Richard Moryl, a composer and visual artist whose long career has been studded with successes and honors, died Sunday. He was 89.
Moryl had been coping with health issues for years, but in recent months took a turn for the worse, according to his wife Ellen Dressler Moryl, founding director of the Charleston Office of Cultural Affairs.
“He died at home in a room filled with his artwork and his music and his dogs,” she said.
A memorial service is planned for 2 p.m. April 21 at Mepkin Abbey. Musicians, including the Charleston Symphony’s principal oboist Zack Hammond and the Ensemble of St. Claire, will perform.
Moryl was born in Newark, N.J., in 1929, attended Columbia and Brandeis universities and the Hochschule fur Musik in Berlin.
He has been recognized for his musical contributions with two National Endowment for the Arts awards, grants from the Ford and Martha Baird Rockefeller foundations and more. In 1963, he traveled to Germany as a Fulbright Scholar.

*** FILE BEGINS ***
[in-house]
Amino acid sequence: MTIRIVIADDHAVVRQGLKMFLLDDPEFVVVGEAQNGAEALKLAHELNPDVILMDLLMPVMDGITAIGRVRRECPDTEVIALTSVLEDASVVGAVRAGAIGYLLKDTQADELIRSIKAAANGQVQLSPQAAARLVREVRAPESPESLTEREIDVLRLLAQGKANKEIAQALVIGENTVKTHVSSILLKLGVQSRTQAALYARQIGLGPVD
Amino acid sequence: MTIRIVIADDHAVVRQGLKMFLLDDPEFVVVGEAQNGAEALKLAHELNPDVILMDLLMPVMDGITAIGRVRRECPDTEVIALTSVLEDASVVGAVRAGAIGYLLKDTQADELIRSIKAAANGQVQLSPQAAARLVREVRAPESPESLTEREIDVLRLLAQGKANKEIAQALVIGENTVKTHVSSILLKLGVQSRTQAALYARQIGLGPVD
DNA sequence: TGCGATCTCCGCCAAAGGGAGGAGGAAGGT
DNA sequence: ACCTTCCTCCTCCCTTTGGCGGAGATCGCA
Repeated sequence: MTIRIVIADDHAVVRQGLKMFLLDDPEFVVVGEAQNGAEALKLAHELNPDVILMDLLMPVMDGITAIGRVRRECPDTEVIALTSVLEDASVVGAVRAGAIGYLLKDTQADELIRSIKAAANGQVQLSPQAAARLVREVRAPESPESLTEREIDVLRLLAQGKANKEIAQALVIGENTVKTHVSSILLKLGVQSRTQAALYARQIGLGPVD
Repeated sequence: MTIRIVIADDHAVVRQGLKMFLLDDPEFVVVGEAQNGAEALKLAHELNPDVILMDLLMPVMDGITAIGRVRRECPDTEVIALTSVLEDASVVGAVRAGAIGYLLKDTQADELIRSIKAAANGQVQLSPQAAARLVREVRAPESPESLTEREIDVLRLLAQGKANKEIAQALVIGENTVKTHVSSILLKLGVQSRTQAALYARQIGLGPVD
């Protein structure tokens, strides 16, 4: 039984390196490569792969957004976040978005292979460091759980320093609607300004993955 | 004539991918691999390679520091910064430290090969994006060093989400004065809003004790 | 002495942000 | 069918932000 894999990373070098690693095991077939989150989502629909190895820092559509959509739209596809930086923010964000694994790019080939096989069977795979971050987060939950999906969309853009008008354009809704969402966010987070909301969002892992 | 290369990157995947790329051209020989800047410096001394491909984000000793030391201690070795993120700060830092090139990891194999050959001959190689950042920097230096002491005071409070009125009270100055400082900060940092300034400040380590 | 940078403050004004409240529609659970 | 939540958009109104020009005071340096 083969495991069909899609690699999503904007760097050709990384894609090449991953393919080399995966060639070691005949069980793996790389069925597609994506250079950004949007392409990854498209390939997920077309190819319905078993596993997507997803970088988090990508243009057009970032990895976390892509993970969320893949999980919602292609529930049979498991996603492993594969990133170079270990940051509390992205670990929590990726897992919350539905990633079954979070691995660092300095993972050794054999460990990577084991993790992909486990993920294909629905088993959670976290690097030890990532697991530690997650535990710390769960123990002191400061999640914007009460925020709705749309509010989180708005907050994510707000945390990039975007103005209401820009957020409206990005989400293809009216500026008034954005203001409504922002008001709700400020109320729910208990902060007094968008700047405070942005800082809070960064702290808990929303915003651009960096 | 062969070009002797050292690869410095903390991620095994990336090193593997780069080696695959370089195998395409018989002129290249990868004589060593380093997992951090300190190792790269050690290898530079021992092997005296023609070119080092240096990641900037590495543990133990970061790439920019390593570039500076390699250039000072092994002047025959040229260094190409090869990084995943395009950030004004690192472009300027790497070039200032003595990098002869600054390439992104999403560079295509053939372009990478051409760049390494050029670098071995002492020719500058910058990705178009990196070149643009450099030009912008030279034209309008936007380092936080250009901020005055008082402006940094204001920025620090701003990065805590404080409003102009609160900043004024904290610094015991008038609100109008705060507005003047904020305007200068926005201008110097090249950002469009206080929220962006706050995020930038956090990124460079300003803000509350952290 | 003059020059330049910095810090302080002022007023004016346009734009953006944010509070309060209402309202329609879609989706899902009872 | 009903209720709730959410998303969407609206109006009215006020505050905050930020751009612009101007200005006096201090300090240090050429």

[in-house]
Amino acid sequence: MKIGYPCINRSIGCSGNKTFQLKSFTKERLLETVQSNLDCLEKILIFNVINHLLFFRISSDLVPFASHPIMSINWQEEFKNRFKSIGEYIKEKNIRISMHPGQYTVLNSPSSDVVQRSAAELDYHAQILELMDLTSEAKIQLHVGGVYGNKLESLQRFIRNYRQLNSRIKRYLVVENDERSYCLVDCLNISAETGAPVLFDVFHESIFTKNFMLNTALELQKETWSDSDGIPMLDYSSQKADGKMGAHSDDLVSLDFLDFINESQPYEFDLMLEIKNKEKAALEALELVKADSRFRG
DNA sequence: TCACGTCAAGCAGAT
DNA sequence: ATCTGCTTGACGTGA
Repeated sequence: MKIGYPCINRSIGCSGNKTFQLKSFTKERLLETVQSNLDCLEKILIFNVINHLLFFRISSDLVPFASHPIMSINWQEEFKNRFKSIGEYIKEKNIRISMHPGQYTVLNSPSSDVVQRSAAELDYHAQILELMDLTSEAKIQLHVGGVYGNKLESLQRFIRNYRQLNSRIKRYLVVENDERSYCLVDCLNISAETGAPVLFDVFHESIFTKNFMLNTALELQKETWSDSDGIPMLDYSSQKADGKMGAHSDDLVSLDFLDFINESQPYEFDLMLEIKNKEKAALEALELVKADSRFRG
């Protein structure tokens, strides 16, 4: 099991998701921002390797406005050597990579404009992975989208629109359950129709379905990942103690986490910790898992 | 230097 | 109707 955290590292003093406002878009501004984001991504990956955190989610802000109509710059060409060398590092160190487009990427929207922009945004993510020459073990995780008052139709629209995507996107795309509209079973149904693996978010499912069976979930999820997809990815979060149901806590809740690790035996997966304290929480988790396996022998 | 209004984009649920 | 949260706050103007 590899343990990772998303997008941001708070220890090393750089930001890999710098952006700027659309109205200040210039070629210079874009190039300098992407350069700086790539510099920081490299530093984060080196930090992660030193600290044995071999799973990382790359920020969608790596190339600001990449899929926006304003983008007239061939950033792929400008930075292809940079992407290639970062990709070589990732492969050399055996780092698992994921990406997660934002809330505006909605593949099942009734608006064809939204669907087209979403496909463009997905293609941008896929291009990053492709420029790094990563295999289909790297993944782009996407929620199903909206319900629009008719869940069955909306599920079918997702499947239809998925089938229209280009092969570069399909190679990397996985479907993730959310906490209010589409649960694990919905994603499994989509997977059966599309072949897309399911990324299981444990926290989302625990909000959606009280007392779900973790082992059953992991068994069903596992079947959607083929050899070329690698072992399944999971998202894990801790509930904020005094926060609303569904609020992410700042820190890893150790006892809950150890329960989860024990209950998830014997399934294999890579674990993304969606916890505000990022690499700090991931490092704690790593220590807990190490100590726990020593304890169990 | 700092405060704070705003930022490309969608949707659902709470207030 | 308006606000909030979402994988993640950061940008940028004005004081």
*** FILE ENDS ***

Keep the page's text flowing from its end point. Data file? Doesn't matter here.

Moryl co-founded with his former wife Joanne the Charles Ives Center for American Music at the Canterbury School, in New Milford, Conn., in 1979. The center, which organized a summer performance series, long provided a venue for patrons to hear works by contemporary American composers. He also founded and directed the New England Contemporary Music Ensemble.
Moryl’s own compositions have been performed hundreds of times throughout the U.S., Europe and South America. Over the years, about 40 of his works have been published and 10 recorded.
A CD of his piece, “Das Lied” (sung by Jan De Gaetani and conducted by Gerald Schwartz) was released in 2000 on the Opus 1 label.
In October 2013, “Das Lied” — along with another piece, “Salvos,” for solo trumpet — was performed at the Magnetic South concert presented by the Charleston Symphony Orchestra and College of Charleston music department. Though in fragile health, Moryl attended the concert.
His music often is complex, informed by the avant-garde experimentation of the middle 20th century, but not without a certain romantic lyricism.
Dressler Moryl said her husband was an inspirational force in her life.
“What gave him the light that made him the musician, thinker and poet that he was was his inner child,” she said. “And the inner child was there until the very end.”